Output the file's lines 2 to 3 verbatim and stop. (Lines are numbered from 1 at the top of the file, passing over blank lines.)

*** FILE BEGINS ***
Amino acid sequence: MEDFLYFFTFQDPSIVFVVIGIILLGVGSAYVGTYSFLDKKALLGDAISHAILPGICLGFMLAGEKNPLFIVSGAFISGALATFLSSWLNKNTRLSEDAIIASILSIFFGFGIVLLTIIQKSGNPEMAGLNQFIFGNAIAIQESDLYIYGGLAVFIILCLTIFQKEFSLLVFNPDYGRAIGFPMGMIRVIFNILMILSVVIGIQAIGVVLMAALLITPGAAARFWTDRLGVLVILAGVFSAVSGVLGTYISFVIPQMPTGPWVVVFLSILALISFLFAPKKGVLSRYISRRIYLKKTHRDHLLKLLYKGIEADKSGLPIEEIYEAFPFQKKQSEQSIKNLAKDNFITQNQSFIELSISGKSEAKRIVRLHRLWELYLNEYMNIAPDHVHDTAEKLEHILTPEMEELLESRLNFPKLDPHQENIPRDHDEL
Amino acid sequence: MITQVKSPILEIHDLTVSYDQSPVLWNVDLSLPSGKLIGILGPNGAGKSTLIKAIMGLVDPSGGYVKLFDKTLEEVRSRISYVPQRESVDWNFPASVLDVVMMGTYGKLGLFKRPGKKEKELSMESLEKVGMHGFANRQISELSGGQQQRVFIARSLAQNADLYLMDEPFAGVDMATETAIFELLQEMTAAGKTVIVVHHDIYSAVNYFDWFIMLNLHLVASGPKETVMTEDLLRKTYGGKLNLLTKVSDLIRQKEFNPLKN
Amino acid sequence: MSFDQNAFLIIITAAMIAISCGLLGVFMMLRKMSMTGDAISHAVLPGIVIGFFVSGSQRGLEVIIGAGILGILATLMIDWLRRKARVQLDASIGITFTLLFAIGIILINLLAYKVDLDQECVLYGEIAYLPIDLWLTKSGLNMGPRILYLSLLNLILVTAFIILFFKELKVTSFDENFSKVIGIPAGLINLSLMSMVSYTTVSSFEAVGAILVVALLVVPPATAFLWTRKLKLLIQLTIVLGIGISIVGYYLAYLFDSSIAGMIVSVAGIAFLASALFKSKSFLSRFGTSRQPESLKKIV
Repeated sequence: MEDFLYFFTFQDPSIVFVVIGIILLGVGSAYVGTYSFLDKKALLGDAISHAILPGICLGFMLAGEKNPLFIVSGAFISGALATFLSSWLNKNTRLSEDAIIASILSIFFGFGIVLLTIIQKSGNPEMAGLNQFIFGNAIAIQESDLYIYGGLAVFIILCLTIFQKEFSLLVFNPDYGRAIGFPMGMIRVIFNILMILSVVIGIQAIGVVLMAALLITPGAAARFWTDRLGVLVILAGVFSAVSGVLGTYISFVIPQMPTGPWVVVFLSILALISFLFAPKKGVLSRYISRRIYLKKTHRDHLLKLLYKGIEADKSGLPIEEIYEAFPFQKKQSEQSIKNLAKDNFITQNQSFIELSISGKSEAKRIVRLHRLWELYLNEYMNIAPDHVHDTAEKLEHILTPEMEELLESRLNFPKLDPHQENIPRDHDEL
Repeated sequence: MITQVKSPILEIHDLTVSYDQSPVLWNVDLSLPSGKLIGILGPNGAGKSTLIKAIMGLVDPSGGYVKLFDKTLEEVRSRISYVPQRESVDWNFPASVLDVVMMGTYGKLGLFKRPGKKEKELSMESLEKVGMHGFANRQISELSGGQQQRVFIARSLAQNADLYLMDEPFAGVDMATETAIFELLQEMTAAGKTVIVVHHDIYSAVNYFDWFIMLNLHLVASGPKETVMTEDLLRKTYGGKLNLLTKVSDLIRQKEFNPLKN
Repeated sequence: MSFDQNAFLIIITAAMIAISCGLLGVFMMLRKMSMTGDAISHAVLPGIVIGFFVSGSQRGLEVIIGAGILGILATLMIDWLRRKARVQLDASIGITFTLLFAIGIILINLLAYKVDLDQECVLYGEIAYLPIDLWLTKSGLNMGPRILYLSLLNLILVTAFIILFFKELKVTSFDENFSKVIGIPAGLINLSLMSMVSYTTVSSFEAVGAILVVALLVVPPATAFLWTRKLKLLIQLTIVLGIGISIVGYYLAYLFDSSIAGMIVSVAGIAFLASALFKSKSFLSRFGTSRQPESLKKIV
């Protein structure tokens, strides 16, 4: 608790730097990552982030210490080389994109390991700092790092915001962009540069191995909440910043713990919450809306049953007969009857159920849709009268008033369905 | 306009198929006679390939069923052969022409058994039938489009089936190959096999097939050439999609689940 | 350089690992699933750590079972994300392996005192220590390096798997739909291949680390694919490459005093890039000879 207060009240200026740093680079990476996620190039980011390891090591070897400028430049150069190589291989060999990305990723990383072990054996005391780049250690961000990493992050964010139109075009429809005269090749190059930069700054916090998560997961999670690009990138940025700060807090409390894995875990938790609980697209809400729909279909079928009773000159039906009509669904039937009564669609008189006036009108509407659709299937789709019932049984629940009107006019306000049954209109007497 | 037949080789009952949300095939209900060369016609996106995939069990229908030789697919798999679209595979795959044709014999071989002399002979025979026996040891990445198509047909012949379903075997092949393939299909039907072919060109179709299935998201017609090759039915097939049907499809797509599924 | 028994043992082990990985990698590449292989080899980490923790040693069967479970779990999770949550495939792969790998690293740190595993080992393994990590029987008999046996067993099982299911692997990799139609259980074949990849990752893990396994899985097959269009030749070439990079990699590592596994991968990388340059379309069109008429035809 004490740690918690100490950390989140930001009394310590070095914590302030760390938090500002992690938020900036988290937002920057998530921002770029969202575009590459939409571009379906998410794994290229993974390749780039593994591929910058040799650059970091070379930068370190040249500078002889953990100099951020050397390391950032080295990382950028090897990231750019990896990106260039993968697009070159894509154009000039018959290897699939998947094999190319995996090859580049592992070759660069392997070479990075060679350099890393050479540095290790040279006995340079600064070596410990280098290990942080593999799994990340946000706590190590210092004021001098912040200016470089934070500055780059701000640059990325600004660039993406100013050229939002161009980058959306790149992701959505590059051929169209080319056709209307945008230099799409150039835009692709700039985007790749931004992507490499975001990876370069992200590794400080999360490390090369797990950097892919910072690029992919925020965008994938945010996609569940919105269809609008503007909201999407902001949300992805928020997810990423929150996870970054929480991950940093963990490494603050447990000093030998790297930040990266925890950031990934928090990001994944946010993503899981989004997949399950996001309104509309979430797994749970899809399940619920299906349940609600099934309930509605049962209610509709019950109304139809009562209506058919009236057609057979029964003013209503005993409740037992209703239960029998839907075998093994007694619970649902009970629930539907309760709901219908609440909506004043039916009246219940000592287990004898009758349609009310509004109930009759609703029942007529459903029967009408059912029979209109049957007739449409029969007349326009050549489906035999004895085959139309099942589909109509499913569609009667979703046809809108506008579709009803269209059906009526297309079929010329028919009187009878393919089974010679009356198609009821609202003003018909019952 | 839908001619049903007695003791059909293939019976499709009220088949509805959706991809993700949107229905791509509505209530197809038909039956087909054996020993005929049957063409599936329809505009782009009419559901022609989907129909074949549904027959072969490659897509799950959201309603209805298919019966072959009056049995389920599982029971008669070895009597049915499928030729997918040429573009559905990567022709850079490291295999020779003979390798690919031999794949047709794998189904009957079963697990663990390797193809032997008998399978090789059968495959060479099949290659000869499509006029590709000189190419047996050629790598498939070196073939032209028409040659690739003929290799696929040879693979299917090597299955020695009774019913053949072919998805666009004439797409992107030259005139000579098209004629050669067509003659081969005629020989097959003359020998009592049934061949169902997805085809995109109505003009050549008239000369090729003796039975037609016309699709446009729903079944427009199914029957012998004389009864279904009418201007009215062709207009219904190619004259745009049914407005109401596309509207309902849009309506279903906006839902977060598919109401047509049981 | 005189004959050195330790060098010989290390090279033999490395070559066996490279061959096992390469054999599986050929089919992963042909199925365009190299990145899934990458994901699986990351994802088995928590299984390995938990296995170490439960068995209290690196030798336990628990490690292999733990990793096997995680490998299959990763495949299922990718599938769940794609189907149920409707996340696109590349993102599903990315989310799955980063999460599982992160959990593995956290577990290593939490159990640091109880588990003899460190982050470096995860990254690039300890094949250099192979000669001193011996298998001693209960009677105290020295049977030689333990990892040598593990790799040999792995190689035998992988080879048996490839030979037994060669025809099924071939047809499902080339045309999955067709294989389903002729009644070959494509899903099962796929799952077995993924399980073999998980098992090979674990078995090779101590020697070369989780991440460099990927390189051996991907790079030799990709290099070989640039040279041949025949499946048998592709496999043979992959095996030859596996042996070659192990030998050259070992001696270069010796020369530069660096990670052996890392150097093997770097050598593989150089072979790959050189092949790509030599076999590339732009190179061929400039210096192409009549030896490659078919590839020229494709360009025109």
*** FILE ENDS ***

Amino acid sequence: MITQVKSPILEIHDLTVSYDQSPVLWNVDLSLPSGKLIGILGPNGAGKSTLIKAIMGLVDPSGGYVKLFDKTLEEVRSRISYVPQRESVDWNFPASVLDVVMMGTYGKLGLFKRPGKKEKELSMESLEKVGMHGFANRQISELSGGQQQRVFIARSLAQNADLYLMDEPFAGVDMATETAIFELLQEMTAAGKTVIVVHHDIYSAVNYFDWFIMLNLHLVASGPKETVMTEDLLRKTYGGKLNLLTKVSDLIRQKEFNPLKN
Amino acid sequence: MSFDQNAFLIIITAAMIAISCGLLGVFMMLRKMSMTGDAISHAVLPGIVIGFFVSGSQRGLEVIIGAGILGILATLMIDWLRRKARVQLDASIGITFTLLFAIGIILINLLAYKVDLDQECVLYGEIAYLPIDLWLTKSGLNMGPRILYLSLLNLILVTAFIILFFKELKVTSFDENFSKVIGIPAGLINLSLMSMVSYTTVSSFEAVGAILVVALLVVPPATAFLWTRKLKLLIQLTIVLGIGISIVGYYLAYLFDSSIAGMIVSVAGIAFLASALFKSKSFLSRFGTSRQPESLKKIV